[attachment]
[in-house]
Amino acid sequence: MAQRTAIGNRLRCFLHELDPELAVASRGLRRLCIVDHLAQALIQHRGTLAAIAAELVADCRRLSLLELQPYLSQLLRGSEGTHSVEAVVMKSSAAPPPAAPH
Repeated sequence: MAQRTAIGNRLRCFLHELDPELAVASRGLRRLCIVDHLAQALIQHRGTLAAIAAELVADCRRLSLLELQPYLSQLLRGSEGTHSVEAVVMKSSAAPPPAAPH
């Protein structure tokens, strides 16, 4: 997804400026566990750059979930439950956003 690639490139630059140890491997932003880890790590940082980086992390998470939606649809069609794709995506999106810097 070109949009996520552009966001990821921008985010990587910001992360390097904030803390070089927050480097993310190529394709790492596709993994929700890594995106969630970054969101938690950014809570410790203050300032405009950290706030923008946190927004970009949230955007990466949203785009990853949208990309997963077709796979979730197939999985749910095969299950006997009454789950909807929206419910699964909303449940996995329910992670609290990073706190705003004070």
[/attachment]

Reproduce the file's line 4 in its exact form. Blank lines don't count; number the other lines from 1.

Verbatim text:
């Protein structure tokens, strides 16, 4: 997804400026566990750059979930439950956003 690639490139630059140890491997932003880890790590940082980086992390998470939606649809069609794709995506999106810097 070109949009996520552009966001990821921008985010990587910001992360390097904030803390070089927050480097993310190529394709790492596709993994929700890594995106969630970054969101938690950014809570410790203050300032405009950290706030923008946190927004970009949230955007990466949203785009990853949208990309997963077709796979979730197939999985749910095969299950006997009454789950909807929206419910699964909303449940996995329910992670609290990073706190705003004070």